Lenders launched foreclosure actions against more than one of every 200 U.S. mortgage borrowers in the fourth quarter of 2006, the biggest share of homes at the start of the repossession process on record.
Driven by subprime borrowers with trouble making payments, the proportion of mortgages in the initial stages of foreclosure was at the highest in the 37-year history of the Mortgage Bankers Association's National Delinquency Survey.
The share of mortgaged homes at the start of the foreclosure process rose to a seasonally adjusted 0.54% last quarter, topping the previous record of 0.50% touched in the second quarter of 2002, when the economy was recovering from recession.
Late payments on U.S. mortgages also rose in the fourth quarter to their highest level in three-and-a-half years.
After the MBA delinquency report the three main U.S. equity indexes extended losses and fell more than 1.8%. U.S. Treasury debt prices rose as investors sought a safe haven from the potential spread of woes in the subprime mortgage market.
"Subprime borrowers are more likely to be susceptible to the cumulative increases in interest rates that we have experienced and the resultant nationwide slowing of home-price appreciation, including outright declines in some markets," said MBA chief economist Doug Duncan.
Problems in the subprime mortgage sector, which involves loans to riskier borrowers, have been a major factor roiling the U.S. financial markets in recent weeks.
"Significant increases in delinquency rates have in some cases led to unexpected increases in credit losses and the failure of some subprime specialist firms," Duncan said. "Some lenders who have been exiting the business stated that they didn't underwrite properly the risk in the loans."
As risk premiums demanded on future business grow, lenders pass higher costs on to borrowers, making it more difficult for people to take out new home loans.
"We would expect possibly up to a 30% reduction in subprime production in 2007 relative to 2006, as that pricing has already hit the Street," Duncan said.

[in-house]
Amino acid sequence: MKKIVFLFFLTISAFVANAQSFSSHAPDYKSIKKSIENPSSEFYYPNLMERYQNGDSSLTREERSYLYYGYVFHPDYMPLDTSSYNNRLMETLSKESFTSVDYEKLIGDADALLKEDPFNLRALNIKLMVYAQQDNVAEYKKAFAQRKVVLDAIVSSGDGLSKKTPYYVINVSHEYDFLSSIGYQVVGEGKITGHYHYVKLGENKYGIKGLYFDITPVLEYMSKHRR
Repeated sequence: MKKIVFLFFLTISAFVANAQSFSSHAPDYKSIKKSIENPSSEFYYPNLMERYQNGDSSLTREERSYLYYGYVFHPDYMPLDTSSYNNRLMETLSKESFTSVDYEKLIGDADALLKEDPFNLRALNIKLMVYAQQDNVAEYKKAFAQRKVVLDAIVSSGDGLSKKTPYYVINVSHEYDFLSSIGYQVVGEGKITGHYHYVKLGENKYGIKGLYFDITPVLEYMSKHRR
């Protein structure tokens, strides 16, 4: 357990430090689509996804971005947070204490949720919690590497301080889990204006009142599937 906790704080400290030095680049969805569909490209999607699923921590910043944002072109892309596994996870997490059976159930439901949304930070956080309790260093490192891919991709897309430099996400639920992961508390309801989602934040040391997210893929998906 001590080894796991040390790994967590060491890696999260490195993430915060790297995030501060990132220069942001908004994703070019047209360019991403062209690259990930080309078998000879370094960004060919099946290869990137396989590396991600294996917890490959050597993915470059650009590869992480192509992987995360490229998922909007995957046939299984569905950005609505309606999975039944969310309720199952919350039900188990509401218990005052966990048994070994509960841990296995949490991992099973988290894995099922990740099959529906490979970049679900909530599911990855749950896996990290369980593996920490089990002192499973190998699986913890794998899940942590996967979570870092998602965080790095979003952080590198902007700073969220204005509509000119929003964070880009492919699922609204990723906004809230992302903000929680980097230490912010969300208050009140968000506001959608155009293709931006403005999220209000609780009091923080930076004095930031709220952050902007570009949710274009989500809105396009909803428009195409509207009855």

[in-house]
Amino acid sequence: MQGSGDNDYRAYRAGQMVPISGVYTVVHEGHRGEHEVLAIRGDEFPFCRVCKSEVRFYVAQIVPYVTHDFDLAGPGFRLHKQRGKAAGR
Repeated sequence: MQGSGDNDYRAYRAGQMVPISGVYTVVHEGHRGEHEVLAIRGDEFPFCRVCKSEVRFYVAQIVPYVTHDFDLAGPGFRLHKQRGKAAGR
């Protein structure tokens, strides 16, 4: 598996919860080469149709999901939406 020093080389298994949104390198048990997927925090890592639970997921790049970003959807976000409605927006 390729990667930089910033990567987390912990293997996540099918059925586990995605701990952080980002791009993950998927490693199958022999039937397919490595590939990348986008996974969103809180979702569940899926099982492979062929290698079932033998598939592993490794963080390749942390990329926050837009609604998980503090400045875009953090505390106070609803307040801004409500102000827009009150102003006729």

Delayed Housing Stability
The MBA also pushed back its prediction for when the U.S. housing sector will regain its footing, saying this will be toward the end of this year. In December, it forecast that a turnaround would happen in the middle of 2007.
Delinquencies rose for all loan types but were largest for subprime adjustable-rate loans that reset at higher interest rates, the industry trade group said.
The overall mortgage delinquency rate increased to a seasonally adjusted 4.95% in the fourth quarter, up from 4.67% in the prior quarter and from 4.70% in the fourth quarter of 2005.
Subprime adjustable-rate mortgage (ARM) delinquencies jumped to 14.44% in the fourth quarter from 13.22% the prior quarter.
In contrast, prime ARM delinquencies rose to a much lower 3.39% from 3.06%.
"The gist is that the prime market delinquencies are still far from troubling levels and the trends are also not worrisome, while the subprime pace of deterioration remains broadly unaltered and problematic," said Alan Ruskin, chief international strategist at RBS Greenwich Capital in Greenwich, Connecticut.
Mounting troubles in subprime loans are unlikely to significantly taint mortgages held by borrowers with higher credit quality, many strategists contend.
"We think the spillover to other parts of the mortgage sector is going to be limited. It's not something that we expect to have significant macro implications," said Torsten Slok, senior economist at Deutsche Bank.
Mississippi, Louisiana and Michigan had the highest overall delinquency rates, well above the national average, at 10.64%, 9.10% and 7.87%, respectively.
The states with the largest increases in overall delinquency rates from the prior quarter were West Virginia, Maine and Florida.
At the regional level, the Northeast's overall seasonally adjusted delinquency rate of 4.58% percent and the West's 3.18% rate were below the 4.95% national average. The North Central region's late payment rate of 5.68% and the South's 5.71% rate exceeded it.